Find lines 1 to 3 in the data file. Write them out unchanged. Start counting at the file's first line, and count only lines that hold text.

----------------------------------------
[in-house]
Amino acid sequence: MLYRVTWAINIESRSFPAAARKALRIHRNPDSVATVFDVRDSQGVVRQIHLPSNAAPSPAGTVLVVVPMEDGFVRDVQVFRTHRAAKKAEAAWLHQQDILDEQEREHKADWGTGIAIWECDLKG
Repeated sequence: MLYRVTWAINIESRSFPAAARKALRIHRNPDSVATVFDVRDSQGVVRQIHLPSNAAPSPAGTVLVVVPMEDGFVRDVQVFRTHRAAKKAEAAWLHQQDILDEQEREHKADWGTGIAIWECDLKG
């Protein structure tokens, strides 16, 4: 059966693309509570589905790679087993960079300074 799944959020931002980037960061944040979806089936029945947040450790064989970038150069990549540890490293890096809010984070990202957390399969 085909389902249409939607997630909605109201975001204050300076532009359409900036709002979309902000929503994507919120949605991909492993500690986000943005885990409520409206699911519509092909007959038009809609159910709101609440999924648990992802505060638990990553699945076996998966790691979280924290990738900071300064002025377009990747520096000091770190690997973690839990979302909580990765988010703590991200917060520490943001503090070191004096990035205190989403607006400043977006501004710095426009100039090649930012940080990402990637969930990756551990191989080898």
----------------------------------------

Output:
[in-house]
Amino acid sequence: MLYRVTWAINIESRSFPAAARKALRIHRNPDSVATVFDVRDSQGVVRQIHLPSNAAPSPAGTVLVVVPMEDGFVRDVQVFRTHRAAKKAEAAWLHQQDILDEQEREHKADWGTGIAIWECDLKG
Repeated sequence: MLYRVTWAINIESRSFPAAARKALRIHRNPDSVATVFDVRDSQGVVRQIHLPSNAAPSPAGTVLVVVPMEDGFVRDVQVFRTHRAAKKAEAAWLHQQDILDEQEREHKADWGTGIAIWECDLKG